Choosing a type of charity structure for

I spent a few hours reading about how to set up a registered charity. It is a long and complicated process. The step-by-step guidance on the gov website makes it look like seven easy steps, but actually even getting a charity set up takes a lot of work, and maintaining the administrative side is even more work. This type of legal structure wouldn’t work for Being this type of charity wouldn’t give it the agility and flexibility it’ll need to be cause-agnostic, iterate on purpose, experiment, and develop a workable model for a charity of the 21st century that inspires a paradigm shift across the sector in decades to come.

Luckily, there are other types of legal structures charities can use that carry less governance, administration, and operating effort.

There are four main types of charity structure to choose from:

  • charitable incorporated organisation (CIO)
  • charitable company (limited by guarantee)
  • unincorporated association
  • trust

The deciding differences between these four types are ‘wider membership’ and ‘corporate body’.

A charitable incorporated organisation has a corporate body, meaning the charity exists as a legal entity that can enter into contracts with individuals and organisations, and has wider membership, meaning more people have voting rights than just the trustees. It has to be registered with and report to the Charity Commission, have a constitution, and maintain a register of members. It seems the closest to the traditional charity legal structure, offers legal protection to its trustees and would mean that a wider group of people would be involved, which I think would be really good for encouraging diversity of thought.

A charitable company (limited by guarantee) has a corporate body but doesn’t have a wider membership. It is administered in a similar way to a commercial company (it has to provide financial returns to Companies House as well as reporting to the Charity Commission) but its assets can only be used to achieve its charitable purposes and it doesn’t have shareholders to distribute profits to. If intended to sell services as the primary means of achieving its charitable purpose than perhaps this would be the best structure.

A unincorporated association has no corporate body but has a wider membership. Having no corporate body means that the organisation can’t enter into contracts and so individual trustees would have to do that and be legally responsible. Requiring a wider membership requires particular governance of the organisation, but I think there are some interesting governance models other than the usual ‘one member, one vote’ model that usually gets low engagement.

A trust has no corporate body and no wider membership. It is made of a group of people, usually selected by the founder of the trust, and usually to perform quite a specific charitable role, such as giving grants.

So, which is the right type for I feel like that needs to be a decision all of the trustees make together (so I’d better get on and recruit them).

The future of charity and the charity of the future

I redesigned the home page and have written a few short blog posts asking questions that might affect the future of charity (as a concept and type of organisation) and the charity of the future (as an organisation that embodies a different approach to all the things charities do).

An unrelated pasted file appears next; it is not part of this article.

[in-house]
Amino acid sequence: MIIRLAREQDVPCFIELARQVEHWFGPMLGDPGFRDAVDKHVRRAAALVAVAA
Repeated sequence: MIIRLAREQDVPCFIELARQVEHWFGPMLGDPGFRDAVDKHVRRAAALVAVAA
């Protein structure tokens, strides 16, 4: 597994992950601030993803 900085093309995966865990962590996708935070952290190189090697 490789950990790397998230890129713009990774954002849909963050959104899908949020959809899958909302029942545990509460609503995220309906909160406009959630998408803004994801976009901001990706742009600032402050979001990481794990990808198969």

Some other things I’m thinking about:

  • Filling out the manifesto in a way that makes sense to other people.
  • A Theory Of Change for as a means of communicating the purpose behind the thought experiments.
  • What a Minimum Viable Charity might involve, and whether its actually possible (how much does it cost to start a charity, how many people would you need, etc.)
  • Who I can get involved, either in discussions, writing blog posts, or forming a charity.

All of the thinking I’ve found so far about the future of charities has been about how to tackle the problems facing charities today within the current paradigm. I can’t find anything that questions the entire charity paradigm, so either there is a place for or the reason no one is thinking about it is because it’s a silly thing to think about.

Cause-agnostic Charity

A charity that doesn’t start with or centre itself around a cause? How could that be? Is it even legally possible under Charity Commission regulations?

What would it do? Anything it wanted to make the world a better place. Think Jukesie’s Squads-as-a-service, able to point a diverse range of charitable skills and expertise at any issue, from fundraising to service delivery.

Perhaps it might mean throwing away the competitive market orientated notion of charities competing for scare resources where one of the checks a new charity has to do is to make sure another charity isn’t already doing what you want to do (not whether they are actually being effective), but this wouldn’t be a problem for a cause-agnostic charity.

Then, rather than the moral question of whether a charity should being trying to make itself unnecessary, and what the implications of that might be for the people that work for that charity, the question for all cause-agnostic charities is, what’s the biggest, worst, most urgent problem facing our world, society, community, town, village.

I started, a thought experiment on what charity might look like in the future. I don’t know exactly what it’s going to be or do, but I’m ok with that purpose emerging as we go along.

I set up the website, email list, and Twitter account. One of my ideas is to pose questions about how the future of things within a charity, such as governance, fundraising and marketing.